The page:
“Do not wait until the next wave of the coronavirus to get vaccinated,” Kemp said, adding that health officials “can only assume a winter increase” in the number of cases.

Some experts worry the possibility of a severe flu season combined with ongoing coronavirus outbreaks could create a “twindemic,” further straining a hospital system already stretched thin. Kemp has refused to impose vaccine requirements or mask mandates, though he’s long encouraged Georgians to roll up their sleeves and get the shots.

Dr. Cecil Bennett, a Newnan-based family physician, said he worries too much attention is being focused on boosters at a time when so many people are still unvaccinated.

“You know the most vulnerable group right now? The unvaccinated. And that is where we should spend 99% of our attention, getting them vaccinated,” Bennett said. “We are hearing about children in the ICU and unvaccinated younger people in the hospital. You know who we are not hearing as much about going to the hospital? Seniors, seniors who have been vaccinated. We cannot take our eye off the ball.”

Toomey agreed that getting people vaccinated against COVID-19 must remain the top priority.

“The most important message of all, the single most important thing we can do as a state, is to get additional people vaccinated for the first time,” she said. “Our numbers of total vaccinated individuals are still too low, and most experts believe that our rates are not sufficient to combat any possible future surges that may come our way. So when you go to get your booster, take a friend, take a family member, take a neighbor who you know was a little hesitant about getting the vaccine. Have that friend and have your mother-in-law go with you who wasn’t vaccinated. I think it’s going to be these small acts of kindness and community engagement, working together, that will allow us to end this pandemic.”

Staff writer Ariel Hart contributed to this article.


Who can get a booster shot?

According to the U.S. Centers for Disease Control and Prevention, the following categories of people who completed the two-dose Pfizer vaccine series at least six months ago are eligible for a booster shot:

  • People 65 years and older
  • People 18 and over with underlying medical conditions
  • If you work or live in a situation that puts you at high risk for severe COVID-19. For example, health care workers, teachers, and people in prisons and homeless shelters.

What constitutes an underlying medical condition?

  • Cancer
  • Chronic kidney disease
  • Chronic lung diseases, including COPD (chronic obstructive pulmonary disease), asthma (moderate to severe), interstitial lung disease, cystic fibrosis and pulmonary hypertension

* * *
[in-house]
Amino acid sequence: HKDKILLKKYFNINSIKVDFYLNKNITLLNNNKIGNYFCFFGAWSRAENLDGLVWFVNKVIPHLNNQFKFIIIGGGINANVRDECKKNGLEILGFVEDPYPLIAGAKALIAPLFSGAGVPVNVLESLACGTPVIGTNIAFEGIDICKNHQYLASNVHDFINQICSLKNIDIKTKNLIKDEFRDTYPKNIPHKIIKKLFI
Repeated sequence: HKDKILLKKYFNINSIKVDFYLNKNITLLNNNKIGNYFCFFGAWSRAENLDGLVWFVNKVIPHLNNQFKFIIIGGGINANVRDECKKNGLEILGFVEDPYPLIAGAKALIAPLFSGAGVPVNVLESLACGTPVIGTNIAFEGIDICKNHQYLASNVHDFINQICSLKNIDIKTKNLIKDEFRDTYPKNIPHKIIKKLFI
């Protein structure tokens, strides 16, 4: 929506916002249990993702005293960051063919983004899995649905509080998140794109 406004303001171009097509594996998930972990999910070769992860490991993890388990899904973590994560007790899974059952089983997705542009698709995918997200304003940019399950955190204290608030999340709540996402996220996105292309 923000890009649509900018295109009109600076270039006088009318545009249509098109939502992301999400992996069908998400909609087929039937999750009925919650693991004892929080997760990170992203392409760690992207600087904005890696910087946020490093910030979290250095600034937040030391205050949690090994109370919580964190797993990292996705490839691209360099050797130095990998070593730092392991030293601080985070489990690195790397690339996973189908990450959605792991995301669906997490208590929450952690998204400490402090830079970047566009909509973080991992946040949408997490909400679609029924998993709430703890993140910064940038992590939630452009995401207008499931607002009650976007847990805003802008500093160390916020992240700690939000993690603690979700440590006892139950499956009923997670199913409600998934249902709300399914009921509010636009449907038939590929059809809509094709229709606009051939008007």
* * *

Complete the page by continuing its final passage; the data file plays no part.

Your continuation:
• Dementia or other neurological conditions
  • Diabetes (type 1 or type 2)
  • Down syndrome
  • Heart conditions (such as heart failure, coronary artery disease, cardiomyopathy or high blood pressure )
  • HIV infection
  • Immunocompromised state (weakened immune system)
  • Liver disease
  • Overweight (BMI greater than 25 and under 30) and obesity (BMI of 30 and above).
  • Pregnancy
  • Sickle cell disease or thalassemia
  • Smoking, current or former
  • Solid-organ or blood stem-cell transplant
  • Stroke or cerebrovascular disease, which affects blood flow to the brain
  • Substance use disorders

Note: The list above does not include all potential medical conditions that could make you more likely to get severely ill. Rare medical conditions may not be included. However, a person with a condition that is not listed may still be in more danger from COVID-19 than people of similar age who do not have the condition, and the CDC recommends they should talk with their health care provider about possibly getting a booster.

Who should get the booster dose?

The CDC is only saying the following should get a booster: anyone 65 and over; anyone 50 to 64 with an underlying medical condition; and any resident 18 and older in a long-term care facility.

People 18 to 49 with a medical condition and those 18 to 64 at increased risk of “occupational or institutional setting” can get the booster dose, but the CDC says they should consider whether the benefits outweigh the risks. The reason for this is that these younger groups are usually so well protected already by the first two shots that a booster shot might be wasted on them.